A troubling new practice is spreading throughout the American business world that is not only causing Americans to lose their jobs, but their voices as well. At companies across the country, employees are being laid off and replaced with workers with H1-B visas who are being paid drastically less. As part of their severance, these former employees are being forced to sign nondisclosure clauses to prevent them from speaking out about this shady corporate strategy.

Workers have now begun refusing to sign the nondisclosure clauses and speaking out to media outlets like the New York Times to help create awareness about this possible illegal practice.

“The H1-Bs visa was created literally… to allow American firms to obtain specialized knowledge not otherwise available, that will not adversely affect Americans or their working condition. The interesting thing about these stories is we have some questionable practices in regards to the intention of the law,” said Harvard Business School historian Nancy Koehn on Boston Public Radio Tuesday.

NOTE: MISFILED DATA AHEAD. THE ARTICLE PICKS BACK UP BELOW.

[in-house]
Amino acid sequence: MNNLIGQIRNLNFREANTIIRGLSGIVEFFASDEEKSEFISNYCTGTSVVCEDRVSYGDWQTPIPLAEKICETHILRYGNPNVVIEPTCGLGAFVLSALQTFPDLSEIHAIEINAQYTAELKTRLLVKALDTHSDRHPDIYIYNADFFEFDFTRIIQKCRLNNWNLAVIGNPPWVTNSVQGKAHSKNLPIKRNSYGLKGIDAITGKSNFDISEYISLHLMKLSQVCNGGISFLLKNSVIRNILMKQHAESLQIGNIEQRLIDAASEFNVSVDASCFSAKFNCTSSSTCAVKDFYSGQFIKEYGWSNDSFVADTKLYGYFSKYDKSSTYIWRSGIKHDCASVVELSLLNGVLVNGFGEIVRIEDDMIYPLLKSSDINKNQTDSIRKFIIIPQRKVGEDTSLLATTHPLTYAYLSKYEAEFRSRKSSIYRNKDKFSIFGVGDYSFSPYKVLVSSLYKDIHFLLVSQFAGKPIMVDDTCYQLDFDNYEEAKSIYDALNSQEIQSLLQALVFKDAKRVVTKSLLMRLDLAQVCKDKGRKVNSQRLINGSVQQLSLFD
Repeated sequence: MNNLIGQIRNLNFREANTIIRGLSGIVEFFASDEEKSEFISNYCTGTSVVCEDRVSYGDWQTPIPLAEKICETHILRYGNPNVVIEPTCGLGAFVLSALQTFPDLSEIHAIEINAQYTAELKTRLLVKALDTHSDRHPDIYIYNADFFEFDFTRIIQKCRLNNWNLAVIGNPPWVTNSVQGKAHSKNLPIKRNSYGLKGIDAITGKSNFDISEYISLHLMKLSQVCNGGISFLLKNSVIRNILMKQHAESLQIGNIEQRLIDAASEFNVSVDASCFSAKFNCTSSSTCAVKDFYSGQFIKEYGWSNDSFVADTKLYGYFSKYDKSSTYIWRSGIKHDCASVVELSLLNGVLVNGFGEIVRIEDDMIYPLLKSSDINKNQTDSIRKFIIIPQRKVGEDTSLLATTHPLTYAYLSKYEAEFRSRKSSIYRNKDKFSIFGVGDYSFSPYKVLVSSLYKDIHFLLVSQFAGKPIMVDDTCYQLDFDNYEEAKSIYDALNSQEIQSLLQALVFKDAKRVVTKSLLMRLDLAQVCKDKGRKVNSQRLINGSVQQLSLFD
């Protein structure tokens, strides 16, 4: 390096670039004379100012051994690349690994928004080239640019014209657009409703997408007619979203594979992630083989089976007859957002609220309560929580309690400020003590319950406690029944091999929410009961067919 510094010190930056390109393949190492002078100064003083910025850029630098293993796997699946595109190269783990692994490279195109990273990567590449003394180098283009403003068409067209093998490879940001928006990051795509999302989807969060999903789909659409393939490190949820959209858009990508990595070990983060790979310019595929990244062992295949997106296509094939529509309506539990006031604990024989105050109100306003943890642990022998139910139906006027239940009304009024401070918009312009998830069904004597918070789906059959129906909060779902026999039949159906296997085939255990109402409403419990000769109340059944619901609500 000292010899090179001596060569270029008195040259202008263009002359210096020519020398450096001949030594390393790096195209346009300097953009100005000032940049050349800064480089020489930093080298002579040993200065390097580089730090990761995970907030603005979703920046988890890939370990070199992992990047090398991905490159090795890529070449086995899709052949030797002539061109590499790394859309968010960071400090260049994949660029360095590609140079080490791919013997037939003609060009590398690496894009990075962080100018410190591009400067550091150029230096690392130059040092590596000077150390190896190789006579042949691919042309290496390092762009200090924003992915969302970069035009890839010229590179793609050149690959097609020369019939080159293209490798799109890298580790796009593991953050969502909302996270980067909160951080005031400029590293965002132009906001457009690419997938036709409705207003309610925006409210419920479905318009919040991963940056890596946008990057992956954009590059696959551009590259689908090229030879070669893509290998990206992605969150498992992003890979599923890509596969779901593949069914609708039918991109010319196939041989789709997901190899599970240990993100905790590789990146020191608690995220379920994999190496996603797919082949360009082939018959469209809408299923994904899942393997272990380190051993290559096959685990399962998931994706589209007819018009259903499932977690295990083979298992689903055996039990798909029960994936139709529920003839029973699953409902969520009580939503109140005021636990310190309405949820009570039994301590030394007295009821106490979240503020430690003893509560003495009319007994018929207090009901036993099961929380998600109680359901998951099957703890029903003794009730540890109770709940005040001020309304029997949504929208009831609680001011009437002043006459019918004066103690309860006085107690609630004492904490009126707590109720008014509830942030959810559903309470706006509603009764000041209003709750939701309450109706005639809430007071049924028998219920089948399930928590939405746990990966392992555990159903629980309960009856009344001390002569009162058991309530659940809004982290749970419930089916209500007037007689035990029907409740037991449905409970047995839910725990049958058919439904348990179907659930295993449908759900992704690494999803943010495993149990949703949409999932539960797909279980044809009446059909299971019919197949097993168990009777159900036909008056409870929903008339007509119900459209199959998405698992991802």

Each year, 85,000 H1-B visas are available. Global firms take nearly 40 percent of all the visas each year, paying 6,000 dollars an application, says Koehn. These firms are then paid by American companies to supply cheap workers to replace their current workforce. “There is something so harsh and impersonal about the firms that do this for American firms.”

Kohen described scenarios where workers who had been employed by a company for over 12 years having to train their replacements. “What would it be like having someone shadowing you, knowing they were going to take your job… and that you were going to be laid off without any severance package, without any recourse, by virtue of the fact that your wages are higher than this person's,” said Koehn.

One solution Koehn mentioned that could eliminate this practice would be raising the minimum wage that employees with a H1-B visa are paid. The current minimum wage is $60,000, but if the minimum wage were $110,000, “that would shift things around a little bit.” said Koehn.